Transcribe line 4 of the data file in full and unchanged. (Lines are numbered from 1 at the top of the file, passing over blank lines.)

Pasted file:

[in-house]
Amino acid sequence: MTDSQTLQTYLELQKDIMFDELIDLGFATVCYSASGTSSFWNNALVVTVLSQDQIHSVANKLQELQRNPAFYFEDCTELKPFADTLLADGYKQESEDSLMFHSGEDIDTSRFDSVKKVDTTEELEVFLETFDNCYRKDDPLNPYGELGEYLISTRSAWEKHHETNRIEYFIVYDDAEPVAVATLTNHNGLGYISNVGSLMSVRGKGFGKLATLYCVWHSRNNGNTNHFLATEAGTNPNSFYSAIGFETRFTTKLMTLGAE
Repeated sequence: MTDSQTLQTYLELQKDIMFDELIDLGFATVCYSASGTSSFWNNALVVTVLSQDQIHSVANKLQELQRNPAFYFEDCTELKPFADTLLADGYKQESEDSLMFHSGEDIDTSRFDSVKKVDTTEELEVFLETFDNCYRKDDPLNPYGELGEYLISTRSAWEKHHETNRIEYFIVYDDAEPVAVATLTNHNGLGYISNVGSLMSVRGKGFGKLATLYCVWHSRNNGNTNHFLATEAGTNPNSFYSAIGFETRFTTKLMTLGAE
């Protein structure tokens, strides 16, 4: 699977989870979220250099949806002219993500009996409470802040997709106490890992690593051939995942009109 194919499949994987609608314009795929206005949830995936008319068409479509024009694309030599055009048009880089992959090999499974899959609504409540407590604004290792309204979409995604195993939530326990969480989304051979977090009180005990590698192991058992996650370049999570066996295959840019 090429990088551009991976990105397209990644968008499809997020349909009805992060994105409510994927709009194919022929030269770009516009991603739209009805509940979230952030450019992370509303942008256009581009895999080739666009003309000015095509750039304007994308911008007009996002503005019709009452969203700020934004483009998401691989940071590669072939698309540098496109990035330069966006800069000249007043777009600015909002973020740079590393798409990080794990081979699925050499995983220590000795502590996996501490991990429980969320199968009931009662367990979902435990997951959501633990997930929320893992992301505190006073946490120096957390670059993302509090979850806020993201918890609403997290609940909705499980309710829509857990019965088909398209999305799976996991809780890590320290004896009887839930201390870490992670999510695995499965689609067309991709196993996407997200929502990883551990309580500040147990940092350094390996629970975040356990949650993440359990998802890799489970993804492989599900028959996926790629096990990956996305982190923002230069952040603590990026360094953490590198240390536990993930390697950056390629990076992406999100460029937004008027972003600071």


């Protein structure tokens, strides 16, 4: 699977989870979220250099949806002219993500009996409470802040997709106490890992690593051939995942009109 194919499949994987609608314009795929206005949830995936008319068409479509024009694309030599055009048009880089992959090999499974899959609504409540407590604004290792309204979409995604195993939530326990969480989304051979977090009180005990590698192991058992996650370049999570066996295959840019 090429990088551009991976990105397209990644968008499809997020349909009805992060994105409510994927709009194919022929030269770009516009991603739209009805509940979230952030450019992370509303942008256009581009895999080739666009003309000015095509750039304007994308911008007009996002503005019709009452969203700020934004483009998401691989940071590669072939698309540098496109990035330069966006800069000249007043777009600015909002973020740079590393798409990080794990081979699925050499995983220590000795502590996996501490991990429980969320199968009931009662367990979902435990997951959501633990997930929320893992992301505190006073946490120096957390670059993302509090979850806020993201918890609403997290609940909705499980309710829509857990019965088909398209999305799976996991809780890590320290004896009887839930201390870490992670999510695995499965689609067309991709196993996407997200929502990883551990309580500040147990940092350094390996629970975040356990949650993440359990998802890799489970993804492989599900028959996926790629096990990956996305982190923002230069952040603590990026360094953490590198240390536990993930390697950056390629990076992406999100460029937004008027972003600071």